Family Constellations usually take place in groups. After a brief interview with the facilitator, an individual with a concern chooses representatives for members of his/her family from the circle of participants. S/he positions them in a way that seems right and sits down to watch.

In a short time the representatives begin to experience physical sensations, emotions, or urges belonging not to themselves, but to the family members they represent. It is as though they have become antennae, receiving information from a "family soul" mysteriously present in the room. Facilitators refer to this as the "knowing field."

Through observations, questions, trial statements, and movements, the facilitator and client come to see the issue in a new way. A resolution may emerge that enables the client to break his/her connection with difficulties in the family’s past. Constellations last from 10 or 15 minutes to over an hour. As the hidden dynamic becomes clear and movements of peace and reconciliation arise, the genuine love and strength in a family can begin to flow in a healthy way.

An Example

The family history of one boy with autism was full of turmoil and pain on both sides. His father was preoccupied with his own mother’s tragic story. The boy’s mother, an immigrant whose family had experienced political exile, felt rootless in America. In addition, their decision to abort a previous child lacked healthy closure.

As the constellation unfolded, the body language of the boy’s representative showed his ties to those issues. His intense eye contact with the representative of the aborted child was striking. To lighten the burden on their son, the father needed to become less involved with his mother and more present in his current family. The mother needed to develop respect for and roots in her new country, and together they needed to honor the soul of the aborted child by creating a place for it in their hearts. When they accomplished this with ritualized words and gestures, the boy’s representative breathed an audible sigh of relief.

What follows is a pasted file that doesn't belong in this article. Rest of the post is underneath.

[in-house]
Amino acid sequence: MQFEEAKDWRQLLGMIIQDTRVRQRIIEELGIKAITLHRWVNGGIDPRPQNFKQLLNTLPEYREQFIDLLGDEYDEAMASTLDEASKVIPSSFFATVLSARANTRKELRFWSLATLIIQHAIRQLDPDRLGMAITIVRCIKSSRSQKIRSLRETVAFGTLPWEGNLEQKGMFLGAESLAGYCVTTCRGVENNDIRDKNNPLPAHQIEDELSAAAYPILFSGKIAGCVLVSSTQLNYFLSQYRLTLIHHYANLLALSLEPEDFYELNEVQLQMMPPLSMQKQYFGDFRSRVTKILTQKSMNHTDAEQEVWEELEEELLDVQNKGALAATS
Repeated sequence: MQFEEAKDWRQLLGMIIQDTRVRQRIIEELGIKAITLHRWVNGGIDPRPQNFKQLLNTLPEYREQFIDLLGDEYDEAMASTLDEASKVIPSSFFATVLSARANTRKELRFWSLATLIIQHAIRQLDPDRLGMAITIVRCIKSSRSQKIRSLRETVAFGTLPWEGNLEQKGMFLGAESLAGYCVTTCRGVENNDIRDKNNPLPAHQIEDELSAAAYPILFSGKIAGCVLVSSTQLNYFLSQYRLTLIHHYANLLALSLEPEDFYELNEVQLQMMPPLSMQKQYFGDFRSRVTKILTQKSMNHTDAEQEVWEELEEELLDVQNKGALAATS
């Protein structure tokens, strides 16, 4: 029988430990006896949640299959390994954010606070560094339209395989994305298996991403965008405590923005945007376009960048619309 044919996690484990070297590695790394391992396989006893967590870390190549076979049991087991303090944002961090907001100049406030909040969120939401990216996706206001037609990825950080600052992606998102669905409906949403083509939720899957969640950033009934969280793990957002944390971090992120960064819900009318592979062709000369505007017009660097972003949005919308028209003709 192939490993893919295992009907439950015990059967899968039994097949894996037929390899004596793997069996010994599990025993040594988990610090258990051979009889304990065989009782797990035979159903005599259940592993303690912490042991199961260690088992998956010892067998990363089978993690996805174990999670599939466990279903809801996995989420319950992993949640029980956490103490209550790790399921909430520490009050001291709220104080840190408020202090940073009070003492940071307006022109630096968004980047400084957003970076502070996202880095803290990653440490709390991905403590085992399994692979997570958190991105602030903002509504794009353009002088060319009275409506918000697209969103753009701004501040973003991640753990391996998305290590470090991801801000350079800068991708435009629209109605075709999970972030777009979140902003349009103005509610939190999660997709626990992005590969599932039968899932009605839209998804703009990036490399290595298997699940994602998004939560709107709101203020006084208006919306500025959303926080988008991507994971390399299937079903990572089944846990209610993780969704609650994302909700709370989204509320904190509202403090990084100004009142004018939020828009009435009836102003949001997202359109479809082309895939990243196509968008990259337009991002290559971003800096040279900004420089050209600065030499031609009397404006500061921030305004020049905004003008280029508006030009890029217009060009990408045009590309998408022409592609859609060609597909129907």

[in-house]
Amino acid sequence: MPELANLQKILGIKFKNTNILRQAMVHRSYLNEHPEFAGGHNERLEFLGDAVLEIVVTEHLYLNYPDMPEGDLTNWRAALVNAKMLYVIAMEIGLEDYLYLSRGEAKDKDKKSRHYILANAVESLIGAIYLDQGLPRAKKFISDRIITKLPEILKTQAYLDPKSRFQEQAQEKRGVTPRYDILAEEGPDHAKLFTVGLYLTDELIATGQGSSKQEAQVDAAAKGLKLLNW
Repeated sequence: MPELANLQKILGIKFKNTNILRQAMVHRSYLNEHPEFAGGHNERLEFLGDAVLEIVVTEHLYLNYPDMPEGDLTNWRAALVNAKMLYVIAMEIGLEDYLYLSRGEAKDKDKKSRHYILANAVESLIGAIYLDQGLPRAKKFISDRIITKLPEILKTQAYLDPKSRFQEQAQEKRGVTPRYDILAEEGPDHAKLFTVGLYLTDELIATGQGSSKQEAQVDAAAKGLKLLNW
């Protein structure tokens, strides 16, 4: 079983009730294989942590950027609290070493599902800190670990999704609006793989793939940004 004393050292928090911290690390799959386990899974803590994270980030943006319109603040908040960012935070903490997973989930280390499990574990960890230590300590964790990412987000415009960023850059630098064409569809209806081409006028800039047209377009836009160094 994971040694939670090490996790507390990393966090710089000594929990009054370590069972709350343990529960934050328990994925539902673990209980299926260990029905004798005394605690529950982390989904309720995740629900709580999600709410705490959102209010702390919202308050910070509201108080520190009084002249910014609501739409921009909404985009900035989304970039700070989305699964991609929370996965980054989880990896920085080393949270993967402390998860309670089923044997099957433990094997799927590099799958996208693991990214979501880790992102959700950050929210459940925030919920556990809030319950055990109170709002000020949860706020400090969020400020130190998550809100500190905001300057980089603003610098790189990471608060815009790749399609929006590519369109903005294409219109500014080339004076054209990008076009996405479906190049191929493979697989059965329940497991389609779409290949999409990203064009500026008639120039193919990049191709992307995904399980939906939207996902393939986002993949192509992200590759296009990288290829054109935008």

Can A Family Constellation Help Your Child?

Families who have participated in constellations speak of them as beautiful and life changing. Family Constellations workshops are scheduled at the Autism One conference in May in Chicago and at the USAAA conference in Salt Lake in August. Bert Hellinger will be in Washington, DC in July. Read Ulsamer’s The Healing Power of the Past: A New Approach to Healing Family WoundsThe Healing Power of the Past, an excellent introduction to constellation theory and practice.

[Mary Rentschler, M.Ed., is a graduate of The Hellinger Institute USA and has advanced training in the constellation methodology. She facilitates constellations for individuals in her private practice, and is also a member of The Constellations Group, LLC, which offers monthly workshops in Washington DC. Or contact her by email.)

[Initially published in New Developments: Volume 11, Number 3 - Spring, 2006]

All material in this web site is given for information purposes only and is not to be substituted for advice from your health care provider.